NAS... Where to start?nas
Posted 16 June 2012 - 06:31 PM
CPU: cluesless - well not completely - I suppose most anything will work. Atom*, Athlon XP (1600+), P2/P3 (450MHz-1GHz, some duals), P4 (2.4ghz-3.4ghz), P-D(one, ??), Core 2 Duo (or C2D - 1.8), Celeron (331), Core I3*, or that new Intel E3 Xeon* on a Mini-ITX*? (* = $$$, need to buy) Posts at Tom's Hardware state to avoid PCI - as it's mostly dead anyways. And I would have to agree, though most of my systems are AGP/PCI based.
RAM: Again the posts indicate that FreeNAS can operate with 512MB to 1024MB/1GB, and everything else above 1GB is a waste of resources. What about ZFS memory requirements - well, I don't know.
OS HDD: some old thing that still runs; (Live-)CD, 1GB USB, 40GB ide, 80 GB sata (for FreeNAS of course)
RAID: most likely - hardware or software?? ZFS sounds nice. as does Raid 5 and Raid 6. Anything special to look out for?
HDD: Well I was thinking 3TB, but old school hardware (most anything pre-C2D) might have (untested) limitations.
PSU and CASE: Well, just about any PSU and any case will work.
So off to the FreeNAS site to do some digging.
Posted 16 June 2012 - 07:05 PM
The parts I like are the selection of one or two disk redundancy, and the ability of the volume to grow with the addition of new drives. I also have it set up to send me a tet alert if there is a problem detected with the array or one of the drives.
Also, once configured, there is ZERO administration to think about. If I need to add a drive, I add it in. No rebuilding necessary. The benefits of the Drobo are significant in this regard, if you need to grow your volume quickly.
Posted 17 June 2012 - 04:09 PM
Posted 18 June 2012 - 02:01 AM
it is running SM2.10.1 , i'll have to check the version on the other pc.
(update: updated the SM at work and it is ok now too)
Edited by crp, 20 June 2012 - 03:09 PM.
Posted 18 June 2012 - 08:50 AM
My Flickr Photo Blog
Posted 20 June 2012 - 01:59 PM
neither have ever given trouble.
Posted 22 June 2012 - 05:32 PM
This might be a place to ask a couple questions I have about a home NAS --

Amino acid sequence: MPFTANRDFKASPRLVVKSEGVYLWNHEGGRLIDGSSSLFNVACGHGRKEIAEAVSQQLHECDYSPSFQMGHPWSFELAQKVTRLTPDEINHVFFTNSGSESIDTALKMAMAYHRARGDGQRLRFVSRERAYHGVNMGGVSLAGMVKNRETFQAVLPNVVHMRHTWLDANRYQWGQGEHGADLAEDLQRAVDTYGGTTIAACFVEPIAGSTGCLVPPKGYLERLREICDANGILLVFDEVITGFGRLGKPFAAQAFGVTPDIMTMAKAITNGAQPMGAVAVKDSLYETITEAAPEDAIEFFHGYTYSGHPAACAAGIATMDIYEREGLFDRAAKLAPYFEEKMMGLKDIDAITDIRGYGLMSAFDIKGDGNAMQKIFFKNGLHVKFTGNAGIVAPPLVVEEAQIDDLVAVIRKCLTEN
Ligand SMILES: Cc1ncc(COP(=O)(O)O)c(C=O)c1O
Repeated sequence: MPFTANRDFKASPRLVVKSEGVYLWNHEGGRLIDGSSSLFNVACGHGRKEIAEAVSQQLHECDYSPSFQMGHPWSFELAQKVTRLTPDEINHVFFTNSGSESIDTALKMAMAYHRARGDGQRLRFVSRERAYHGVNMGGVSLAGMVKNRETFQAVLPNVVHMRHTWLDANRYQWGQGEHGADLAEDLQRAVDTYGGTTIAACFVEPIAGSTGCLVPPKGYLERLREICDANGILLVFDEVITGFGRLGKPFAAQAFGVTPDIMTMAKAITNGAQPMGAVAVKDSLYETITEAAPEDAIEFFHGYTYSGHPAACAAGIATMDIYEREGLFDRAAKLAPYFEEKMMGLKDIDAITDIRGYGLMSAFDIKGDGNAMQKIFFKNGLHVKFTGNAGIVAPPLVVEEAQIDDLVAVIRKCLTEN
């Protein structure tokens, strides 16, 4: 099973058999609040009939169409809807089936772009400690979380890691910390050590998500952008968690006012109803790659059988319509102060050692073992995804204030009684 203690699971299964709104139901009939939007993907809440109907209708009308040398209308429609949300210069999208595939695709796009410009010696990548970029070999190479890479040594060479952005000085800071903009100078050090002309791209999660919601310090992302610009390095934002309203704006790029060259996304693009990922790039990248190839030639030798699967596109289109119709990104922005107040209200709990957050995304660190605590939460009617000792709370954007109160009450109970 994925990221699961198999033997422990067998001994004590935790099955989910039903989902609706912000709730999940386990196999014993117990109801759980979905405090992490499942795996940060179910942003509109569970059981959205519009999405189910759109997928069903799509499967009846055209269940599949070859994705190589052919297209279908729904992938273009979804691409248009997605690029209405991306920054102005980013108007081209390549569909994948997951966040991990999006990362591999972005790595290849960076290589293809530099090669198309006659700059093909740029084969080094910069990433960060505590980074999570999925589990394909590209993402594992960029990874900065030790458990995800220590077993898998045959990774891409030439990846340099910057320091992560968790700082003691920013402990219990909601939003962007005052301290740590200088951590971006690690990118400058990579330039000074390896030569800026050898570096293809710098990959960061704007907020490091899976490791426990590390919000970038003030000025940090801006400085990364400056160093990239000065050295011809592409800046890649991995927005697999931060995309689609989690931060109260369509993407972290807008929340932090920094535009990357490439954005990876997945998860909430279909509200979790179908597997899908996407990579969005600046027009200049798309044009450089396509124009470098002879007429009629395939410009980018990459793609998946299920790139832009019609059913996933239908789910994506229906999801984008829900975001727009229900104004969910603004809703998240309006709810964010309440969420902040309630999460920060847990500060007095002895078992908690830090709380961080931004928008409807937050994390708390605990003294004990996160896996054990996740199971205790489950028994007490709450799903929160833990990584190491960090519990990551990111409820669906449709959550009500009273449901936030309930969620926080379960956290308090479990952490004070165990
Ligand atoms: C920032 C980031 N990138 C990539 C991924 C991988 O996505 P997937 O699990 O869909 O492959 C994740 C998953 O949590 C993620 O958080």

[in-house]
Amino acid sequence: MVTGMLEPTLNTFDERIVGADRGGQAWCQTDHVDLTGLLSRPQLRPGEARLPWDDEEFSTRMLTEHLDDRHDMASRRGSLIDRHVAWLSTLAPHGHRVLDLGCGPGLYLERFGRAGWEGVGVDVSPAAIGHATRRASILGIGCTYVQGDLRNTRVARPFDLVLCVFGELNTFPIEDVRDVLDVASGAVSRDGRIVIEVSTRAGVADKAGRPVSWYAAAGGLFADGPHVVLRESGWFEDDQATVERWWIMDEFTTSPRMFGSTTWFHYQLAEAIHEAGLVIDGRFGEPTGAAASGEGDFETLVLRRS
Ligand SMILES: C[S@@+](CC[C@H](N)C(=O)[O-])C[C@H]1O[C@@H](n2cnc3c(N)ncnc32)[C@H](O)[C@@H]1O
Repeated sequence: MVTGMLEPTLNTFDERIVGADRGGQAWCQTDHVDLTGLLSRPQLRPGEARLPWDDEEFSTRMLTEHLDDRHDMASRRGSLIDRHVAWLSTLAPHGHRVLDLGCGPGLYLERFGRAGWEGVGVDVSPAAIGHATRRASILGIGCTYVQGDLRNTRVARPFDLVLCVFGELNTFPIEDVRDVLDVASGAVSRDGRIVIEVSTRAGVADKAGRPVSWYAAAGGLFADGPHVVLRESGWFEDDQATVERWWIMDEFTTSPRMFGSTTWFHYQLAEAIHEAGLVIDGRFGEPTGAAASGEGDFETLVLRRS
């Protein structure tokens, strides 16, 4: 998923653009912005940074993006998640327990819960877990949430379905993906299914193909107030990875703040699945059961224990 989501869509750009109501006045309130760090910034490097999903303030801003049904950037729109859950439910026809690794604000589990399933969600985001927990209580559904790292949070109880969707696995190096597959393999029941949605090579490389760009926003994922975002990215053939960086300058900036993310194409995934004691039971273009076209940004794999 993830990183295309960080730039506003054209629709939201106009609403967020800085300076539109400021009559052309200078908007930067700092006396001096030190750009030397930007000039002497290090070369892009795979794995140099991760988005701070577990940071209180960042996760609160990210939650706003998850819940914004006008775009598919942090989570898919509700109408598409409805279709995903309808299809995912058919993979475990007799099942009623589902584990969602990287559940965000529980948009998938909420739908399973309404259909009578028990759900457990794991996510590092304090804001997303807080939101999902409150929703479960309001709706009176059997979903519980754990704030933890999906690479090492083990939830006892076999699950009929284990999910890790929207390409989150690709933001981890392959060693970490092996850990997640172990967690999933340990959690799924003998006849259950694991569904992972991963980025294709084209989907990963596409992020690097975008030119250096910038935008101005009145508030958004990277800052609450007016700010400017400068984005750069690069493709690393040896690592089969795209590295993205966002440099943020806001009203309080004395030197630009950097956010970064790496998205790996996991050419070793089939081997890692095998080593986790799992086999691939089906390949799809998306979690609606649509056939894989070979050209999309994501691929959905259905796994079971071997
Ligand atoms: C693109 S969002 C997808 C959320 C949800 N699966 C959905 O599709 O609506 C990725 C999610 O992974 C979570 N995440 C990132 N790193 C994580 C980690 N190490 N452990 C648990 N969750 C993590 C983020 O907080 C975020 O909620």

Assuming the box has a 100b connection to your network, that translates to ~10MB /second of bandwidth, which could be handled by almost any disk drive of recent manufacture, and any recent cpu would spend most of its time waiting for the next packet to arrive.
So why does any home system need a RAID disk or a fast cpu or lots of memory for this sort of work? Seems like any old doggy cast-off machine that was still reliable would work.
Posted 22 June 2012 - 05:41 PM
Posted 22 June 2012 - 06:05 PM
Posted 22 June 2012 - 07:08 PM
Posted 22 June 2012 - 08:12 PM
And after you work on those home movies or recordings of ball games, or local band concerts, etc. Moving them to a backup server to free up your computer really taxes the network as well. Especially the videos that go for an hour or two at full quality.
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Posted 03 July 2012 - 04:05 PM
i have a wd 1tb (single disk) nas that i do not use.
slower than molasses in an ice storm.
wait! now that i have it in my hand, i'll pull out the 1tb drive, it will be my linux multi-boot disk! o, i will get busy in that!
[temmu scurries off excitedly in search of his 4lb engineering hammer and chisel]
Posted 03 July 2012 - 04:08 PM
Posted 03 July 2012 - 11:24 PM
cpu - the core i3 will have far more processing power than needed for anything, including continuous read / writes
ram - 1gb to 2gb for win 7 (keeping in mind that you are only doing disk reads and writes on the machine)
os hd - don't do a live cd. yes, most any running hd, as you will not be utilizing much of the os
raid - do raid 1 (mirroring) with a pair of 1 or 2tb disks. 3tb disks are a bit pricey yet.
raid - why not raid 5? you get a performance hit, but you do get more space - 3 2tb disks = ~4tb of storage (think about the performance / space tradeoff.)
raid - get your mobo with built in raid controller. or, you can spend lots of money on a perc h800 with 1gb of cache and a battery... (lol)
Posted 04 July 2012 - 12:25 PM
There is a wait time to get a Pi but it is now down to about 4 weeks. Of course you can pay extra to get one on eBay. I think the current price on eBay is about $80 delivered. It is critical with the Pi that you get a good PSU for it. I recommend the HP Touchpad supply. They are often on sale for $4.95 shipped.
Posted 04 July 2012 - 04:03 PM
Posted 04 July 2012 - 10:28 PM
Posted 05 July 2012 - 09:33 AM
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